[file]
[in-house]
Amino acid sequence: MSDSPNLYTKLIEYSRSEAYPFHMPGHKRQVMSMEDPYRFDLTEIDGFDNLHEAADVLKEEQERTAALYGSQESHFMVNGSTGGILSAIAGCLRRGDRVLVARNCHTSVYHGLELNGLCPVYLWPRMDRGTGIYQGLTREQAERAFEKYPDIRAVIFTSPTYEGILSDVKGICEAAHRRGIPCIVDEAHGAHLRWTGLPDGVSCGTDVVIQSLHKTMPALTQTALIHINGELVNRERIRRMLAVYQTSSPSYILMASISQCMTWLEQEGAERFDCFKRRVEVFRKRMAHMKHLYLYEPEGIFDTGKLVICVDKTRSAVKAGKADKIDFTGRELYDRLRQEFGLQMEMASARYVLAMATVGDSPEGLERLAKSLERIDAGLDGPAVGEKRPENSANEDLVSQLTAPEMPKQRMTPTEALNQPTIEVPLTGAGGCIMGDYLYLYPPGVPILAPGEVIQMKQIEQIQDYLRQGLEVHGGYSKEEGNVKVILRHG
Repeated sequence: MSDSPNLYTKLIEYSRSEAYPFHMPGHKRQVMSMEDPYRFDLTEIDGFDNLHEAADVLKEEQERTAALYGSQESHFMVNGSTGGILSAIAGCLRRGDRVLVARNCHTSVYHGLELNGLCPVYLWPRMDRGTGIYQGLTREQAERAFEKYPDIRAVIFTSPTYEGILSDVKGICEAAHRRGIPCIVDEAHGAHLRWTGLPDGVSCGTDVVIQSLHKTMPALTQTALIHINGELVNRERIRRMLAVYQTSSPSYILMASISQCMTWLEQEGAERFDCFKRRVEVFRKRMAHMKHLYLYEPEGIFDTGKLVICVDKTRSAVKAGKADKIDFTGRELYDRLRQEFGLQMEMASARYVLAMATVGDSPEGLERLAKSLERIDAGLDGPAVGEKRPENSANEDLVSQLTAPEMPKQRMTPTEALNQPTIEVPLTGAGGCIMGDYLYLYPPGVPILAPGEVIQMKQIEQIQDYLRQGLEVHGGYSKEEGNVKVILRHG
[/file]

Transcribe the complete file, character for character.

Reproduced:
[in-house]
Amino acid sequence: MSDSPNLYTKLIEYSRSEAYPFHMPGHKRQVMSMEDPYRFDLTEIDGFDNLHEAADVLKEEQERTAALYGSQESHFMVNGSTGGILSAIAGCLRRGDRVLVARNCHTSVYHGLELNGLCPVYLWPRMDRGTGIYQGLTREQAERAFEKYPDIRAVIFTSPTYEGILSDVKGICEAAHRRGIPCIVDEAHGAHLRWTGLPDGVSCGTDVVIQSLHKTMPALTQTALIHINGELVNRERIRRMLAVYQTSSPSYILMASISQCMTWLEQEGAERFDCFKRRVEVFRKRMAHMKHLYLYEPEGIFDTGKLVICVDKTRSAVKAGKADKIDFTGRELYDRLRQEFGLQMEMASARYVLAMATVGDSPEGLERLAKSLERIDAGLDGPAVGEKRPENSANEDLVSQLTAPEMPKQRMTPTEALNQPTIEVPLTGAGGCIMGDYLYLYPPGVPILAPGEVIQMKQIEQIQDYLRQGLEVHGGYSKEEGNVKVILRHG
Repeated sequence: MSDSPNLYTKLIEYSRSEAYPFHMPGHKRQVMSMEDPYRFDLTEIDGFDNLHEAADVLKEEQERTAALYGSQESHFMVNGSTGGILSAIAGCLRRGDRVLVARNCHTSVYHGLELNGLCPVYLWPRMDRGTGIYQGLTREQAERAFEKYPDIRAVIFTSPTYEGILSDVKGICEAAHRRGIPCIVDEAHGAHLRWTGLPDGVSCGTDVVIQSLHKTMPALTQTALIHINGELVNRERIRRMLAVYQTSSPSYILMASISQCMTWLEQEGAERFDCFKRRVEVFRKRMAHMKHLYLYEPEGIFDTGKLVICVDKTRSAVKAGKADKIDFTGRELYDRLRQEFGLQMEMASARYVLAMATVGDSPEGLERLAKSLERIDAGLDGPAVGEKRPENSANEDLVSQLTAPEMPKQRMTPTEALNQPTIEVPLTGAGGCIMGDYLYLYPPGVPILAPGEVIQMKQIEQIQDYLRQGLEVHGGYSKEEGNVKVILRHG